I recently finished reading Kuyper’s Lectures on Calvinism for the first time. If you’re not familiar with the man, I’ve put a brief bio below. The reason I’m posting this extensive quote is because when I read it, it blew me away. The lectures were given in 1898 at the seminary my wife and I attended, Westminster in Philadelphia. What astounded me was his prophetic prediction the 20th century, and how the coming destruction was well under way by the end of the 19th century. He saw with an amazingly astute moral clarity, the rise of a noxious secularism, and the sad and bloody demise of Christian Western civilization in the 20th century. As he lived through World War I, he experienced the beginning of the end in his lifetime. Reading him is not easy, but it is very much worth the effort. 


After this manner, then, we in Europe at least, have arrived at what is called modern life, involving a radical breach with the Christian traditions of the Europe of the past. The spirit of this modern life is most clearly marked by the fact that it seeks the origin of man not in creation after the image of God, but in evolution from the animal. Two fundamental ideas are clearly implied in this:

  1. that the point of departure is no longer the ideal or the divine, but the material and the low;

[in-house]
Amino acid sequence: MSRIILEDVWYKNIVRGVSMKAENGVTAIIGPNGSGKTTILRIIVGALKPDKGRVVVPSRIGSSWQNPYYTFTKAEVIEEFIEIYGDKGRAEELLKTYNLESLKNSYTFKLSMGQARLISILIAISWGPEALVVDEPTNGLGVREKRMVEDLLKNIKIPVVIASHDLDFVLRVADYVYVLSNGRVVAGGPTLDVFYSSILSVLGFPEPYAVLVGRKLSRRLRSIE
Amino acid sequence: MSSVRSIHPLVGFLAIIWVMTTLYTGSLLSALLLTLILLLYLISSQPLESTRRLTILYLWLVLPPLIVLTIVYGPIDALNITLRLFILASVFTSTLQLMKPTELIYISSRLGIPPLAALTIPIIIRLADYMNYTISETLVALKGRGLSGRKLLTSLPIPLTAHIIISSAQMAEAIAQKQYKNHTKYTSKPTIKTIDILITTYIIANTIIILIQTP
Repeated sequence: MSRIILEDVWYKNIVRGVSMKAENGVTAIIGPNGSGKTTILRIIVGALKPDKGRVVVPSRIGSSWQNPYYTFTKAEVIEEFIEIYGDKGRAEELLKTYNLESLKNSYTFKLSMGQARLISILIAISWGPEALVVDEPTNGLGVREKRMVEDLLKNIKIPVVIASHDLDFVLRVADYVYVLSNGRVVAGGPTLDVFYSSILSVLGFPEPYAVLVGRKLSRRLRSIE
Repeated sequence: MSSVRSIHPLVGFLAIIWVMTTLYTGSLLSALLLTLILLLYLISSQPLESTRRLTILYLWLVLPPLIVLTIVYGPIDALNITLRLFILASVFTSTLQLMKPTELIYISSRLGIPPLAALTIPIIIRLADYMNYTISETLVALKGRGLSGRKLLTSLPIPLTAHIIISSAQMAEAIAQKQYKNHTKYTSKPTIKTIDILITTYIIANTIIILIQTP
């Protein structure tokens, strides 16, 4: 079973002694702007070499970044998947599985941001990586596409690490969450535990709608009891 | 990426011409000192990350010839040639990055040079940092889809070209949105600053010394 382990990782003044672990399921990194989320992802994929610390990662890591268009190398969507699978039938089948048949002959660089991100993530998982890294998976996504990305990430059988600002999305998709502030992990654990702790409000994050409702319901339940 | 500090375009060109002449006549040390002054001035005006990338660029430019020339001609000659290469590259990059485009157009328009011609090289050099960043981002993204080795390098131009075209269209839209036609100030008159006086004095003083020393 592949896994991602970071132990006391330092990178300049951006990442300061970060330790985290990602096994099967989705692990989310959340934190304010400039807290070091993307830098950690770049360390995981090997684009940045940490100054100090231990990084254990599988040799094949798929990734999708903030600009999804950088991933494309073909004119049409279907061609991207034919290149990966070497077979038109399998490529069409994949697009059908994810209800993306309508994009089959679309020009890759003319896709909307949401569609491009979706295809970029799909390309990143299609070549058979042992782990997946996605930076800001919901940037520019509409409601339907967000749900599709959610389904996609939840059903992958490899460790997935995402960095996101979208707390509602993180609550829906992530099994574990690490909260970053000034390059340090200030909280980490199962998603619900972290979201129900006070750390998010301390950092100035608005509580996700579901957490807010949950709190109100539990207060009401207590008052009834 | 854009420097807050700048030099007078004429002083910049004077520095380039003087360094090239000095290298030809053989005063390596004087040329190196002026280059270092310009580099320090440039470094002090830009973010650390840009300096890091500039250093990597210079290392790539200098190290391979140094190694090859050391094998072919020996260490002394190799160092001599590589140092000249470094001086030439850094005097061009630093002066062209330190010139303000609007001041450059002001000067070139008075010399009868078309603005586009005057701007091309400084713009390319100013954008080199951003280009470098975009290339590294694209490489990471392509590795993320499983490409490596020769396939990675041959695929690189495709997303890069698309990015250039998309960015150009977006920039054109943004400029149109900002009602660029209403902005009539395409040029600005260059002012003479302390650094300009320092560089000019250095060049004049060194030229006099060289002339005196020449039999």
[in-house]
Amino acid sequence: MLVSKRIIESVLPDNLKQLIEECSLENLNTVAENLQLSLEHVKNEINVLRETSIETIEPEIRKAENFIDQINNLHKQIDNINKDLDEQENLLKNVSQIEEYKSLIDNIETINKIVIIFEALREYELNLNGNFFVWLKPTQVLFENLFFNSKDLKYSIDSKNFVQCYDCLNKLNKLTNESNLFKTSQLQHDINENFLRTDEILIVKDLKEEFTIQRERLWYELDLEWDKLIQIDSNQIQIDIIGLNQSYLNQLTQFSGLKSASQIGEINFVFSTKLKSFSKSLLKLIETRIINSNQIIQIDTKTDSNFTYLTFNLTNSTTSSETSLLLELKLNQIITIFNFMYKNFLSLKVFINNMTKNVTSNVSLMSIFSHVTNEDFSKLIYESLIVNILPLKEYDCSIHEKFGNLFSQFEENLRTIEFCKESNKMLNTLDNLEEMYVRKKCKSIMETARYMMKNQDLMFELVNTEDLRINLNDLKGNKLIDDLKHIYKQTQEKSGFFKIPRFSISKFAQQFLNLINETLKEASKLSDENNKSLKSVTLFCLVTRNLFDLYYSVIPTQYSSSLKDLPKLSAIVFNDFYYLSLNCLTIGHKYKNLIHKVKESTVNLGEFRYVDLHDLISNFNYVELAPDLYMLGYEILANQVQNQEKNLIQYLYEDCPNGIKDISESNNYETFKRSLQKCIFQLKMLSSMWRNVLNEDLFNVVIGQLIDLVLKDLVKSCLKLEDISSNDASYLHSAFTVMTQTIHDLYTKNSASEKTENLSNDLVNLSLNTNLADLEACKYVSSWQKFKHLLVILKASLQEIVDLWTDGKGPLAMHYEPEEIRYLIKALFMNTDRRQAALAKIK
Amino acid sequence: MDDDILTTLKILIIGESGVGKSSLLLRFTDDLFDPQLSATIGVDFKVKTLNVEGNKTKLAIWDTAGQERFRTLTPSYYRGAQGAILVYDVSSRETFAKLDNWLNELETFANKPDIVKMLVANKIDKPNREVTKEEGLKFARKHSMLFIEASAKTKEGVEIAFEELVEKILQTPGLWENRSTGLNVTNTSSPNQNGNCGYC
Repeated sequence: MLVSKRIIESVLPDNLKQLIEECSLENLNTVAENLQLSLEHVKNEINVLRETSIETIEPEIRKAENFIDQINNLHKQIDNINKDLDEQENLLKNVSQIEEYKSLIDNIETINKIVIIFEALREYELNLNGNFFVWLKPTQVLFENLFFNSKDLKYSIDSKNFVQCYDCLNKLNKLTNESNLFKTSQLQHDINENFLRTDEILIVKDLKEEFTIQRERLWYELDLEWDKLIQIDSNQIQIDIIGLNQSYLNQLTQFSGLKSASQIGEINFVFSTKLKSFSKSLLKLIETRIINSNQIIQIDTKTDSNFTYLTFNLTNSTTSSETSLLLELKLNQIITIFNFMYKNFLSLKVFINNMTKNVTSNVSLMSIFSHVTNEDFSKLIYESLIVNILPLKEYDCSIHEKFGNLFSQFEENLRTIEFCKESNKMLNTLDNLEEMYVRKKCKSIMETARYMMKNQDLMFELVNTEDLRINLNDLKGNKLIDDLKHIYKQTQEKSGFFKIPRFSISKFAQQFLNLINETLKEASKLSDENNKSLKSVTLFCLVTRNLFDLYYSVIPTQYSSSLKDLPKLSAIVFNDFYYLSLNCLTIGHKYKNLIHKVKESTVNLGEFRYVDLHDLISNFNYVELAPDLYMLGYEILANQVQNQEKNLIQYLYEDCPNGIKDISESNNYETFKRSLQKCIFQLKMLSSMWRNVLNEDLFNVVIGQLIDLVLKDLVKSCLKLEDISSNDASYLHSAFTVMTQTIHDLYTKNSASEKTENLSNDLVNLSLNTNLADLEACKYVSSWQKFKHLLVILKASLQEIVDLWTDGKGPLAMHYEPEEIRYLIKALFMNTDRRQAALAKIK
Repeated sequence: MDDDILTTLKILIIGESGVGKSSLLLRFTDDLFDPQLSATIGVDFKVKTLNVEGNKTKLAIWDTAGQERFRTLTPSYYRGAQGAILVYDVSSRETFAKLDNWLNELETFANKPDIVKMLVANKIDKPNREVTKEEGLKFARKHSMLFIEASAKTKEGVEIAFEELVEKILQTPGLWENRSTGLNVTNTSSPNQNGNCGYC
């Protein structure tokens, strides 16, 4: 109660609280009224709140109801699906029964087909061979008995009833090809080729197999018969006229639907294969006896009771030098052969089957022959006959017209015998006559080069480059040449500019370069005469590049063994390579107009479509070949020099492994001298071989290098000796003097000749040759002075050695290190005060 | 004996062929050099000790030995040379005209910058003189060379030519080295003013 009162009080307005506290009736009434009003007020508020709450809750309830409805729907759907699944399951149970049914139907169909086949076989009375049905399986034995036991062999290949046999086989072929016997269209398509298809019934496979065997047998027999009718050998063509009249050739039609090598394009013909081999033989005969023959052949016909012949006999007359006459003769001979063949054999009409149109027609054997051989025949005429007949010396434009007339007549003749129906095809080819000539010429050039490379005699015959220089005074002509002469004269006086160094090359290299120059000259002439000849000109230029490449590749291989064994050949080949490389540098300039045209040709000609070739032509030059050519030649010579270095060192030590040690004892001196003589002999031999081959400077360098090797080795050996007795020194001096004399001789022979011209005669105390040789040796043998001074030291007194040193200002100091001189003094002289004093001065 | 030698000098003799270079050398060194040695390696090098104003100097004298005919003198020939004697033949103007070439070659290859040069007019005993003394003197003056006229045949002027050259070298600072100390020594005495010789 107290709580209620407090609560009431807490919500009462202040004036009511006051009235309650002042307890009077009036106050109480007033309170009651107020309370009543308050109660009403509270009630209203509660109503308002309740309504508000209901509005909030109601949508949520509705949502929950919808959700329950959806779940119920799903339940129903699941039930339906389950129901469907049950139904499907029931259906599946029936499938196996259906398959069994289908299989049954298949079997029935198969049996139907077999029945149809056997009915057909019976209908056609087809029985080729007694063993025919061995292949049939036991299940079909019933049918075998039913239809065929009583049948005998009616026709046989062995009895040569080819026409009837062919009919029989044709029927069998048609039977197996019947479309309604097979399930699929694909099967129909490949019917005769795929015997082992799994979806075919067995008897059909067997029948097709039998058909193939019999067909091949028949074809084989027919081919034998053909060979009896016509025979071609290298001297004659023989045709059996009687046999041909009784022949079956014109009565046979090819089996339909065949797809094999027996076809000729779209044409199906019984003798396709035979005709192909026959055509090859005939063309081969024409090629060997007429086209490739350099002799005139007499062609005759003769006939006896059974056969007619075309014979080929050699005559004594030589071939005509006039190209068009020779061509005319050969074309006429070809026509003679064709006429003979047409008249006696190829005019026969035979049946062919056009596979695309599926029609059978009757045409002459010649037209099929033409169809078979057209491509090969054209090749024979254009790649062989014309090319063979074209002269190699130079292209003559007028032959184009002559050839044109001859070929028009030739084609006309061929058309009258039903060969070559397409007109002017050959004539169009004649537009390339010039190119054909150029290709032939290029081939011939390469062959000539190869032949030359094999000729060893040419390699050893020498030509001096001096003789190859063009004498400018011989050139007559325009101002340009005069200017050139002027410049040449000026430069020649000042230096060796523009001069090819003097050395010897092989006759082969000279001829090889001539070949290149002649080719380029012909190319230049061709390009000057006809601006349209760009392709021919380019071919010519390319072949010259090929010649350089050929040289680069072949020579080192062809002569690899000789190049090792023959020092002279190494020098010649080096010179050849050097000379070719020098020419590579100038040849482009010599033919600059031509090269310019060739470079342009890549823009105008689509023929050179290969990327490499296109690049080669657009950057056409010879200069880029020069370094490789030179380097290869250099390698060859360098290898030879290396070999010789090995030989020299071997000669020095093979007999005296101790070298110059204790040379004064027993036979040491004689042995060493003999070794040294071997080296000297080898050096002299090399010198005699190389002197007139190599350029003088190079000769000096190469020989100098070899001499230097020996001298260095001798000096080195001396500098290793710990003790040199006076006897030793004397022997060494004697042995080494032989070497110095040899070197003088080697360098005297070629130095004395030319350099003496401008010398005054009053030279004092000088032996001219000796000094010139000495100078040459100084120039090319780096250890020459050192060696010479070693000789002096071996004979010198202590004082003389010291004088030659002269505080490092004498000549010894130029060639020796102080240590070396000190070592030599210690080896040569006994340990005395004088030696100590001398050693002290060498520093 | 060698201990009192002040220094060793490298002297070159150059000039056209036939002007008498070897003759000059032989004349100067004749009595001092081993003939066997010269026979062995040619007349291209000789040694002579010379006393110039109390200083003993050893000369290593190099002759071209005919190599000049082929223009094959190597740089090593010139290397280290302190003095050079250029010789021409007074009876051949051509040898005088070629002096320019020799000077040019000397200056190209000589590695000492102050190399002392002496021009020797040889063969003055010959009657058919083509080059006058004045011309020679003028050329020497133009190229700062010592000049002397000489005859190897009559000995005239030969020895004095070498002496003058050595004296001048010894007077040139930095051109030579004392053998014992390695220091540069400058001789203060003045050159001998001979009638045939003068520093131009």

2. that the sovereignty of God, which ought to be supreme, is denied, and man yields himself to the mystical current of an endless process a regressus and processus in infinitum.

Out of the root of these two fertile ideas a double type of life is now being evolved. On the one hand the interesting, rich, and highly organized life of University circles, attainable by the more refined minds only; and at the side of this, or rather far beneath it, a materialistic life of the masses, craving after pleasure, but, in their own way, also taking their point of departure in matter, and likewise, but after their own cynical fashion, emancipating themselves from all fixed ordinances. Especially in our ever-expanding large cities this second type of life is gaining the upper hand, overriding the voice of the country districts, and is giving a shape to public opinion, which avows its ungodly character more openly in each successive generation.

Money, pleasure, and social power, these alone are the objects of pursuit; and people are constantly growing less fastidious regarding the means employed to secure them. Thus, the voice of conscience becomes less and less audible, and duller the luster of the eye which on the eve of the French Revolution still reflected some gleam of the ideal. The fire of all higher enthusiasm has been quenched, only the dead embers remain. In the midst of the weariness of life, what can restrain the disappointed from taking refuge in suicide? Deprived of the wholesome influence of rest, the brain is over-stimulated and over-exerted till the asylums are no longer adequate for housing the insane.